• Link[background=transparent; vertical-align: baseline; white-space: pre-wrap] [/font][background=transparent; font-weight: bold; vertical-align: baseline; white-space: pre-wrap]Destroyed Agriculture and more waste[/font]

                        [/list]

                        The commission cited numerous examples of waste, including a $360 million U.S.-financed agricultural development program in Afghanistan. The effort began as a $60 million project in 2009 to distribute vouchers for wheat seed and fertilizer in drought-stricken areas of northern Afghanistan. The program expanded into the south and east. Soon the U.S. was spending a $1 million a day on the program, creating an environment ripe for waste and abuse, the commission said.


                        "Paying villagers for what they used to do voluntarily destroyed local initiatives and diverted project goods into Pakistan for resale," the commission said.




                        • Link[background=transparent; vertical-align: baseline; white-space: pre-wrap] [/font][background=transparent; font-weight: bold; vertical-align: baseline; white-space: pre-wrap]Giving the money to the enemy to justify a war[/font]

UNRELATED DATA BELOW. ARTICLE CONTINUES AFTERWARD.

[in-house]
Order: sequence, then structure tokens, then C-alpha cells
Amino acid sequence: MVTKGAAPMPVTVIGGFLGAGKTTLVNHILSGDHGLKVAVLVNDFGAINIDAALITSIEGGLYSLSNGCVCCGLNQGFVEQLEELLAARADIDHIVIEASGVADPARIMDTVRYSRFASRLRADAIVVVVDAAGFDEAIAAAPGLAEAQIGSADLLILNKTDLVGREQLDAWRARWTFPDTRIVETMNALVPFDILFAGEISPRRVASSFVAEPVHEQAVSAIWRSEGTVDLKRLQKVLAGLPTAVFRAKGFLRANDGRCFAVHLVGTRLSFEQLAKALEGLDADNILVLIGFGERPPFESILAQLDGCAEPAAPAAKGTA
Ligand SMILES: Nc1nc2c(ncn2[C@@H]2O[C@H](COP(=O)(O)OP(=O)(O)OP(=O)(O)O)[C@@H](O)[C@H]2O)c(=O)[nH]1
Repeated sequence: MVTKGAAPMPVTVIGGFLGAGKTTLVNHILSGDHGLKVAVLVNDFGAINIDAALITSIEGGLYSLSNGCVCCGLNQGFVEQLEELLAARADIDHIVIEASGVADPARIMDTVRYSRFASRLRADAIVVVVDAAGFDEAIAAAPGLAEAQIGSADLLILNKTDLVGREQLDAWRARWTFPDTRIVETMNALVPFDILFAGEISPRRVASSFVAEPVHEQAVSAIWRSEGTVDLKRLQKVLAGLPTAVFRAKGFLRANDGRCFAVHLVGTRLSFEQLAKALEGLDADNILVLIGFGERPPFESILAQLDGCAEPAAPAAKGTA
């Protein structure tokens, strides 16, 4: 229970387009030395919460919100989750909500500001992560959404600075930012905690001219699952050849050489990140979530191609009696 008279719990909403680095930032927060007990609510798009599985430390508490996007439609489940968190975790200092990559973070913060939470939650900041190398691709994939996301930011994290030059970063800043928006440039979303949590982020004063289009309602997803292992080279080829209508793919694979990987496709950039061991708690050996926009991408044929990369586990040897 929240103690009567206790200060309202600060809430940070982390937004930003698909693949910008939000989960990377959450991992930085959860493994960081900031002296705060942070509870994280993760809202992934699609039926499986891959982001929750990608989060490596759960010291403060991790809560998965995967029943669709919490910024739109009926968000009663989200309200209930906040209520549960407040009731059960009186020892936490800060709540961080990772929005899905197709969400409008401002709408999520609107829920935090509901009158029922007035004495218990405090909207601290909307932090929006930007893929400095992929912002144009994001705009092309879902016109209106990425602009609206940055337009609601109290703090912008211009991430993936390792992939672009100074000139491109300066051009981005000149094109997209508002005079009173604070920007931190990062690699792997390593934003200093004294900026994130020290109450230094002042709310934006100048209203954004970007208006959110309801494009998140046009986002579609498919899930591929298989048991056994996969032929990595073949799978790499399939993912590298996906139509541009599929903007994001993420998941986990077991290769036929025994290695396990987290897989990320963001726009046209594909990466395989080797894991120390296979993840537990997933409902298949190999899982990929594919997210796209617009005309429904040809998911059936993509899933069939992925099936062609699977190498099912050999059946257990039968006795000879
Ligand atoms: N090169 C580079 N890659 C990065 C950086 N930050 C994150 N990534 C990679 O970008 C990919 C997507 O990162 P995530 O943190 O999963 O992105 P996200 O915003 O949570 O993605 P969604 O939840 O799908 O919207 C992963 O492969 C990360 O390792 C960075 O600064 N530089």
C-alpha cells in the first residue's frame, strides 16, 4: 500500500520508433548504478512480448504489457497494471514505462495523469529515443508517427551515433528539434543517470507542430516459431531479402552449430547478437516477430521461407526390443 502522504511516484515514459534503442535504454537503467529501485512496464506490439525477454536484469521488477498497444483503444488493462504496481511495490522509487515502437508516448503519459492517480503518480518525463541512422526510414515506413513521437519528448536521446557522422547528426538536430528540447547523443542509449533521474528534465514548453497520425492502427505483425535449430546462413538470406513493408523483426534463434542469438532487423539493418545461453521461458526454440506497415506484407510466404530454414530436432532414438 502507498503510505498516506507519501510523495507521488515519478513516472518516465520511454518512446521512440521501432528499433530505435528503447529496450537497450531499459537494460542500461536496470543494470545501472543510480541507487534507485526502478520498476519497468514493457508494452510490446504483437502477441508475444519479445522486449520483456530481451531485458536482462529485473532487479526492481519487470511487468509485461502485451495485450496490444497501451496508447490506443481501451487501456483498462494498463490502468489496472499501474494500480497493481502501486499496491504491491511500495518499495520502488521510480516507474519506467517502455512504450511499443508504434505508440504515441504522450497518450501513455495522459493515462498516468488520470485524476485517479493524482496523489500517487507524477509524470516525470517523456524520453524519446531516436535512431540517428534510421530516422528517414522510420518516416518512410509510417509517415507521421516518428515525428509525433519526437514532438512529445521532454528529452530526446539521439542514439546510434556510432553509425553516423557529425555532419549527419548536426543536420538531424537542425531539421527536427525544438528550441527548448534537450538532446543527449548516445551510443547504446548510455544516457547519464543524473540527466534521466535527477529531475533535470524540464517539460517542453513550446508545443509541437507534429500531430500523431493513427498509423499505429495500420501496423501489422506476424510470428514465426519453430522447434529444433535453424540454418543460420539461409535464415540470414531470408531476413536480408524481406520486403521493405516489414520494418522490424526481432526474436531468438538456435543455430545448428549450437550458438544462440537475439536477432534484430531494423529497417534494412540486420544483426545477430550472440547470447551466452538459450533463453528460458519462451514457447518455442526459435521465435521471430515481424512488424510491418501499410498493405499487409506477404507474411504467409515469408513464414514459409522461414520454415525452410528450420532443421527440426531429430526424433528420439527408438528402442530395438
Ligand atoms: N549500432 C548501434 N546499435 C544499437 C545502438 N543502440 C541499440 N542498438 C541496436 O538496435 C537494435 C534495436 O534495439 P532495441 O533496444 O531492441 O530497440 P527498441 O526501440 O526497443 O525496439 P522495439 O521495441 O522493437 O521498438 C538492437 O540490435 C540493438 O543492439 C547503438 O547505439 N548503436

[/list]

                          The Associated Press reported earlier this month that U.S. military authorities in Kabul believe $360 million in U.S. tax dollars has ended up in the hands of people the American-led coalition has spent nearly a decade battling: the Taliban, criminals and power brokers with ties to both.




                          • Link Cost per hour

                            [/list]

                            Iraq war is costing us 11 million dollars per hour.

                            $6,000 every second in Iraq


                            2. The environmental hazard that is the military




                            • Link[color= #333333; vertical-align: baseline; white-space: pre-wrap] [/color][color= #333333; font-weight: bold; vertical-align: baseline; white-space: pre-wrap]River damage, irrigation and drinking water quality damage, toxic bombed zones...[/color]